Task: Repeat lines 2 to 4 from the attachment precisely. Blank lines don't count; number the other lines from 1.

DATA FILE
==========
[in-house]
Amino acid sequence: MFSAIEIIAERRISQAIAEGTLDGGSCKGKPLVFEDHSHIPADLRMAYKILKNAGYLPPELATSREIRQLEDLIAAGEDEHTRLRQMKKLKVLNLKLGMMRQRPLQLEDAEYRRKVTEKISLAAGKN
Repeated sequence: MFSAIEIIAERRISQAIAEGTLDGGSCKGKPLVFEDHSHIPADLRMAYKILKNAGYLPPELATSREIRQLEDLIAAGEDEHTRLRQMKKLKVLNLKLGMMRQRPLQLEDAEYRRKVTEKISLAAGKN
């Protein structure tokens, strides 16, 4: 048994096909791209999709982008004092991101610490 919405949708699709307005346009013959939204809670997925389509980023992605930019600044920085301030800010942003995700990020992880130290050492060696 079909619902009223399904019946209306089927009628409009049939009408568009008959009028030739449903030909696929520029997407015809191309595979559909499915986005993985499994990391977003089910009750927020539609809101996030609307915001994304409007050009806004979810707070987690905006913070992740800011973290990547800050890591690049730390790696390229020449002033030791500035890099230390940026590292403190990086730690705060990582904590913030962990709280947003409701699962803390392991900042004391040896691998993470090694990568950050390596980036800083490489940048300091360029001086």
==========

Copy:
Amino acid sequence: MFSAIEIIAERRISQAIAEGTLDGGSCKGKPLVFEDHSHIPADLRMAYKILKNAGYLPPELATSREIRQLEDLIAAGEDEHTRLRQMKKLKVLNLKLGMMRQRPLQLEDAEYRRKVTEKISLAAGKN
Repeated sequence: MFSAIEIIAERRISQAIAEGTLDGGSCKGKPLVFEDHSHIPADLRMAYKILKNAGYLPPELATSREIRQLEDLIAAGEDEHTRLRQMKKLKVLNLKLGMMRQRPLQLEDAEYRRKVTEKISLAAGKN
């Protein structure tokens, strides 16, 4: 048994096909791209999709982008004092991101610490 919405949708699709307005346009013959939204809670997925389509980023992605930019600044920085301030800010942003995700990020992880130290050492060696 079909619902009223399904019946209306089927009628409009049939009408568009008959009028030739449903030909696929520029997407015809191309595979559909499915986005993985499994990391977003089910009750927020539609809101996030609307915001994304409007050009806004979810707070987690905006913070992740800011973290990547800050890591690049730390790696390229020449002033030791500035890099230390940026590292403190990086730690705060990582904590913030962990709280947003409701699962803390392991900042004391040896691998993470090694990568950050390596980036800083490489940048300091360029001086």